Residents of Sengkang might be familiar with the sight of a GrabFood deliveryman in a wheelchair travelling around the area.
A recent viral video highlighted how dangerous this could be when he was caught speeding along Sengkang West Way at about 50km/h.
This incident prompted many Singaporeans to urge the authorities to implement regulations for Personal Mobility Aids (PMAs), such as electric wheelchairs.
At 10.05pm on Sunday (10 Apr) , the GrabFood deliveryman was seen riding along Sengkang West Way in the second lane.
His electric wheelchair appeared to match the speed of a public bus in the third lane.
According to the Facebook post, the dashcam that captured the video was travelling behind the deliveryman at about 50km/h.
The deliveryman later filtered to the right lane before being overtaken by the dashcam car.
Based on the footage, the wheelchair did not appear to have any safety features apart from an attached flashlight. The deliveryman also did not have a helmet on.
The incident triggered a multitude of reactions from netizens. One commented that the deliveryman was actually “famous in Sengkang area” and is often spotted there.
For many others, it was probably their first time seeing a wheelchair zoom by so quickly, being able to match the speed of a bus.
But the gravity of the situation was not lost on many other Singaporeans who pointed out the dangers of PMAs travelling at high speed on roads.
This netizen urged the Land Transport Authority (LTA) to do more enforcement checks on the specifications of PMAs.
According to LTA, PMAs like electric wheelchairs are not allowed on roads. They can only be used on footpaths or cycling paths.
Besides that, PMAs are subjected to a maximum speed of only 10km/h.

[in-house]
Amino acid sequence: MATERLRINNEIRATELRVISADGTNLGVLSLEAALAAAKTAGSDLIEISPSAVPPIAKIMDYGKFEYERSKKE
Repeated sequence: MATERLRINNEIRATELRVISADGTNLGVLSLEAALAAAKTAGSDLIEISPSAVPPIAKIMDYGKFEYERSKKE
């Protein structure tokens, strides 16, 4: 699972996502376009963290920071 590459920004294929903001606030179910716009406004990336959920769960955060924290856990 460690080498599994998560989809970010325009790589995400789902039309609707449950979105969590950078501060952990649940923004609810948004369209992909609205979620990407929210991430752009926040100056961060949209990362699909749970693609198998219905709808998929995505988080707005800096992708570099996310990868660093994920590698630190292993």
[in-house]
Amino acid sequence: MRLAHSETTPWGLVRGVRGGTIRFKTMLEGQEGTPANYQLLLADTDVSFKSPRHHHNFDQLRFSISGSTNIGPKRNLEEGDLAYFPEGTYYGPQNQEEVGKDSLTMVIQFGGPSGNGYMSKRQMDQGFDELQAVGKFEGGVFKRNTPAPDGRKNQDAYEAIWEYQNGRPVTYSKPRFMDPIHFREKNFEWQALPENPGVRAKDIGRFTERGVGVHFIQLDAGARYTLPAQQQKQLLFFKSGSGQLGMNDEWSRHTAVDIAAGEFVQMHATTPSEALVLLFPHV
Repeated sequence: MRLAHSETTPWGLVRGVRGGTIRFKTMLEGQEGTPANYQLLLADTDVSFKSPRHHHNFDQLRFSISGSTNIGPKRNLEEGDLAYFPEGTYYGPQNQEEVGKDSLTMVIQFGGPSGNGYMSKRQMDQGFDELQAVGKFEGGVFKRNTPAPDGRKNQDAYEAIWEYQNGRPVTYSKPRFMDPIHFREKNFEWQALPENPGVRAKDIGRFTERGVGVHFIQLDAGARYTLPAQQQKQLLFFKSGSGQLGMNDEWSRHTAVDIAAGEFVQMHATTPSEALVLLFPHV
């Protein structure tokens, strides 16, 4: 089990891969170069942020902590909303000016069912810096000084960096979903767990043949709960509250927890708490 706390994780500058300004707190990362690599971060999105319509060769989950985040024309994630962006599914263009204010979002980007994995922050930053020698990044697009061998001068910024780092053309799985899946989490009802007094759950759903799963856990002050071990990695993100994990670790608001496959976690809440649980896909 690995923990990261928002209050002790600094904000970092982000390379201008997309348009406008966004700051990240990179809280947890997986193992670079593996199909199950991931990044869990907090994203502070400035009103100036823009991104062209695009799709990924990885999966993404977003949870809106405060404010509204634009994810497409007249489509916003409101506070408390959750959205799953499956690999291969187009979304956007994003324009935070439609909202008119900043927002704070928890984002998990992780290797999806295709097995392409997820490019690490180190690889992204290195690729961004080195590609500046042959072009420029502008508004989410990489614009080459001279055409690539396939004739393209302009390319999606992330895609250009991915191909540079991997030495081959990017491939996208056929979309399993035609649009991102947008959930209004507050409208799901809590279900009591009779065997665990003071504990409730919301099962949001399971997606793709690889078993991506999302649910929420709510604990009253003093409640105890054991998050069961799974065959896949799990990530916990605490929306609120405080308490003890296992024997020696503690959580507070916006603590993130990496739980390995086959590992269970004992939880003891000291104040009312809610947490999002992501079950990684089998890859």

In March, Senior Parliamentary Secretary for Transport Baey Yam Keng shared he had been receiving complaints that PMAs are becoming “pseudo-motorcycles without COE (certificate of entitlement)”.
According to The Straits Times (ST), authorities are now in discussions if more restrictive rules should be put on such devices.
This includes if a person should need a doctor’s certificate of a mobility issue before they could use PMAs. LTA had previously taken action against able-bodied people who use PMAs.
In Jan 2021, an able-bodied food delivery person was apprehended for doing so. Her PMA was also impounded by LTA.
Seeing a wheelchair go at such high speeds might be amusing, but it presents serious concerns.
LTA’s regulations are in place to protect not just the riders themselves but all road users.
So when taking to the roads, do abide by their rules and code of conduct. You can find more details about them here.
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Featured image adapted from SG Road Vigilante – SGRV on Facebook.
This weather really got to go.
The suspension will last until 6 Jun.
It will see new eateries and lifestyle offerrings in the 6,000 square feet premises.
It was the first time the OP had experienced this.
He reportedly did so after watching Tom and Jerry.
Most netizens criticised her, pointing out that the girl could've gotten injured.